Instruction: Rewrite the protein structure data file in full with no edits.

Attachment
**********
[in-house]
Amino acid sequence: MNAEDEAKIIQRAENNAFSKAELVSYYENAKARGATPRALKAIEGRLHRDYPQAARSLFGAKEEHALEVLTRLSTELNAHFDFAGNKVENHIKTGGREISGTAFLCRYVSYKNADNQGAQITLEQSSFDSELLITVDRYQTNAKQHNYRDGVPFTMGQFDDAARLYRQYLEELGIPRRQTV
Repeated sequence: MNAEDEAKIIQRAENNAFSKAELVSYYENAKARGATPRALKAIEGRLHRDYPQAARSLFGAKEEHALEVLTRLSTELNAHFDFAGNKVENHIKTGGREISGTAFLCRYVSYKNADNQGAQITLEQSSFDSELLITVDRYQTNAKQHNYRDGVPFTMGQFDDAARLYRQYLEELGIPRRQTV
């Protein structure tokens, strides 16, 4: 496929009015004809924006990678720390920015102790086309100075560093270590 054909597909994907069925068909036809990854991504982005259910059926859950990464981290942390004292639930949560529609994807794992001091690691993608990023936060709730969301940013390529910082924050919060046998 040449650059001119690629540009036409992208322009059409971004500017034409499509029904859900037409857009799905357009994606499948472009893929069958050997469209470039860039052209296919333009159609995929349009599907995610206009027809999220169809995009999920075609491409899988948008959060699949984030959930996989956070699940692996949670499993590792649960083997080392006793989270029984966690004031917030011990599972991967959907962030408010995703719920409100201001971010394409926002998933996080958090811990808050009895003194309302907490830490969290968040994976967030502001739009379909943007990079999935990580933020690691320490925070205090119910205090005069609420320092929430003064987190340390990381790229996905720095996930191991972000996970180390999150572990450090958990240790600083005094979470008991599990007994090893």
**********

[in-house]
Amino acid sequence: MNAEDEAKIIQRAENNAFSKAELVSYYENAKARGATPRALKAIEGRLHRDYPQAARSLFGAKEEHALEVLTRLSTELNAHFDFAGNKVENHIKTGGREISGTAFLCRYVSYKNADNQGAQITLEQSSFDSELLITVDRYQTNAKQHNYRDGVPFTMGQFDDAARLYRQYLEELGIPRRQTV
Repeated sequence: MNAEDEAKIIQRAENNAFSKAELVSYYENAKARGATPRALKAIEGRLHRDYPQAARSLFGAKEEHALEVLTRLSTELNAHFDFAGNKVENHIKTGGREISGTAFLCRYVSYKNADNQGAQITLEQSSFDSELLITVDRYQTNAKQHNYRDGVPFTMGQFDDAARLYRQYLEELGIPRRQTV
């Protein structure tokens, strides 16, 4: 496929009015004809924006990678720390920015102790086309100075560093270590 054909597909994907069925068909036809990854991504982005259910059926859950990464981290942390004292639930949560529609994807794992001091690691993608990023936060709730969301940013390529910082924050919060046998 040449650059001119690629540009036409992208322009059409971004500017034409499509029904859900037409857009799905357009994606499948472009893929069958050997469209470039860039052209296919333009159609995929349009599907995610206009027809999220169809995009999920075609491409899988948008959060699949984030959930996989956070699940692996949670499993590792649960083997080392006793989270029984966690004031917030011990599972991967959907962030408010995703719920409100201001971010394409926002998933996080958090811990808050009895003194309302907490830490969290968040994976967030502001739009379909943007990079999935990580933020690691320490925070205090119910205090005069609420320092929430003064987190340390990381790229996905720095996930191991972000996970180390999150572990450090958990240790600083005094979470008991599990007994090893």